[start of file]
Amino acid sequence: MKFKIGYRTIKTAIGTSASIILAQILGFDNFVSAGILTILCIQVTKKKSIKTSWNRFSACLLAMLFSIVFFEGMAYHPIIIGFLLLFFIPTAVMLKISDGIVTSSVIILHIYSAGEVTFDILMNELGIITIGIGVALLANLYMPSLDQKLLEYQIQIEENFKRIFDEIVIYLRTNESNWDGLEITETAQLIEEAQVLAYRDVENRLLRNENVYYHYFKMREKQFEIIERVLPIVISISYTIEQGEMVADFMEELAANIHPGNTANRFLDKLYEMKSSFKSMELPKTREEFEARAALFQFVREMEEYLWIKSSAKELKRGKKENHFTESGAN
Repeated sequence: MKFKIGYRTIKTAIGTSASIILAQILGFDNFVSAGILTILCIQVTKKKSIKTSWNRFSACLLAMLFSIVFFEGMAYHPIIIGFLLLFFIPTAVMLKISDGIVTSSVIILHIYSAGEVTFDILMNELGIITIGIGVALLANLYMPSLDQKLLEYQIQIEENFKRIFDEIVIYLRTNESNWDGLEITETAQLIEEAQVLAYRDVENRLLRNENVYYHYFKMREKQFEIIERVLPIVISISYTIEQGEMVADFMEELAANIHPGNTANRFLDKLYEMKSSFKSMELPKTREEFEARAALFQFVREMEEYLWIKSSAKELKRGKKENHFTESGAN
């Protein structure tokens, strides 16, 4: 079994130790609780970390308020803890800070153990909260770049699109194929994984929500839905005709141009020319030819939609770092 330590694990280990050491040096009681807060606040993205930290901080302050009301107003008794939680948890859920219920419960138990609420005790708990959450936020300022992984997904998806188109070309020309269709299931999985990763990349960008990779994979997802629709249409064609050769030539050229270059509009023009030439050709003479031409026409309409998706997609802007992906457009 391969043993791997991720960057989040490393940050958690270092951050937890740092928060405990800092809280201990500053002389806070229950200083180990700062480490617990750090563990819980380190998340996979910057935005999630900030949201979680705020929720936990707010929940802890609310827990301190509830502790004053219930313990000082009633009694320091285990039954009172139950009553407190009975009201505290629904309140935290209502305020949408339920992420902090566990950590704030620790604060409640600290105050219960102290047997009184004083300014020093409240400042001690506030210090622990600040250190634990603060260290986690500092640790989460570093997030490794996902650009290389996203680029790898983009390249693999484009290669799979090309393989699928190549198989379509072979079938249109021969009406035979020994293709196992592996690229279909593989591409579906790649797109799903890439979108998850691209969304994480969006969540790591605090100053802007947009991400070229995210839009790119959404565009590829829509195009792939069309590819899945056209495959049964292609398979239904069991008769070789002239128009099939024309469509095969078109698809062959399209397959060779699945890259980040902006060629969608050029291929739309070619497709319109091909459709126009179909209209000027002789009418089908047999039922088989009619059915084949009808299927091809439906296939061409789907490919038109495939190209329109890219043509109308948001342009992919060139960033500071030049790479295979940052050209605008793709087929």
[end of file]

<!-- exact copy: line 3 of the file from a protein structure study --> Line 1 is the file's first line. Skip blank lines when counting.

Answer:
């Protein structure tokens, strides 16, 4: 079994130790609780970390308020803890800070153990909260770049699109194929994984929500839905005709141009020319030819939609770092 330590694990280990050491040096009681807060606040993205930290901080302050009301107003008794939680948890859920219920419960138990609420005790708990959450936020300022992984997904998806188109070309020309269709299931999985990763990349960008990779994979997802629709249409064609050769030539050229270059509009023009030439050709003479031409026409309409998706997609802007992906457009 391969043993791997991720960057989040490393940050958690270092951050937890740092928060405990800092809280201990500053002389806070229950200083180990700062480490617990750090563990819980380190998340996979910057935005999630900030949201979680705020929720936990707010929940802890609310827990301190509830502790004053219930313990000082009633009694320091285990039954009172139950009553407190009975009201505290629904309140935290209502305020949408339920992420902090566990950590704030620790604060409640600290105050219960102290047997009184004083300014020093409240400042001690506030210090622990600040250190634990603060260290986690500092640790989460570093997030490794996902650009290389996203680029790898983009390249693999484009290669799979090309393989699928190549198989379509072979079938249109021969009406035979020994293709196992592996690229279909593989591409579906790649797109799903890439979108998850691209969304994480969006969540790591605090100053802007947009991400070229995210839009790119959404565009590829829509195009792939069309590819899945056209495959049964292609398979239904069991008769070789002239128009099939024309469509095969078109698809062959399209397959060779699945890259980040902006060629969608050029291929739309070619497709319109091909459709126009179909209209000027002789009418089908047999039922088989009619059915084949009808299927091809439906296939061409789907490919038109495939190209329109890219043509109308948001342009992919060139960033500071030049790479295979940052050209605008793709087929």